Microsoft Windows XP contains random number generator bug

Windows XP, Microsoft Corp.'s most popular operating system, sports the same encryption flaws that Israeli researchers recently disclosed in Windows 2000, the Microsoft officials confirmed late Tuesday. The researchers, Benny Pinkas from the University of Haifa and two Hebrew University graduate students, Zvi Gutterman and Leo Dorrendorf, reverse-engineered the algorithm used by Windows 2000's pseudo-random […]

Windows XP, Microsoft Corp.'s most popular operating system, sports the same encryption flaws that Israeli researchers recently disclosed in Windows 2000, the Microsoft officials confirmed late Tuesday.

The researchers, Benny Pinkas from the University of Haifa and two Hebrew University graduate students, Zvi Gutterman and Leo Dorrendorf, reverse-engineered the algorithm used by Windows 2000's pseudo-random number generator (PRNG), then used that knowledge to pick apart the operating system's encryption. Attackers could exploit a weakness in the PRNG, said Pinkas and his colleagues, to predict encryption keys that would be created in the future as well as reveal the keys that had been generated in the past.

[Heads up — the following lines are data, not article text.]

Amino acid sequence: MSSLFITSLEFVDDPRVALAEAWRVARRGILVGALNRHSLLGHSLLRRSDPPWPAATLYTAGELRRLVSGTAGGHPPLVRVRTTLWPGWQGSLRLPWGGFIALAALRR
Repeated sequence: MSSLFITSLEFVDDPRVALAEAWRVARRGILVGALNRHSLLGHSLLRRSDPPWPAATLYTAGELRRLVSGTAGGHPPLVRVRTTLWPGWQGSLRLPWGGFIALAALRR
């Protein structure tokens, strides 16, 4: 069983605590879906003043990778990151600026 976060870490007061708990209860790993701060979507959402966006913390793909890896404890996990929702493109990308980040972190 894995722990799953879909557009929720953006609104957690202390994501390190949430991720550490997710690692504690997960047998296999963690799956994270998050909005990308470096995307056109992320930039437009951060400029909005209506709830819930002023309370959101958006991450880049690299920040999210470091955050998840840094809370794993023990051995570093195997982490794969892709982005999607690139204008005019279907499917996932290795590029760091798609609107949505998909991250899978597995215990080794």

As recently as last Friday, Microsoft hedged in answering questions about whether XP and Vista could be attacked in the same way, saying only that later versions of Windows "contain various changes and enhancements to the random number generator." Yesterday, however, Microsoft responded to further questions and acknowledged that Windows XP is vulnerable to the complex attack that Pinkas, Gutterman and Dorrendorf laid out in their paper, which was published earlier this month.

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Windows XP, Vulnerability, Exploit, Microsoft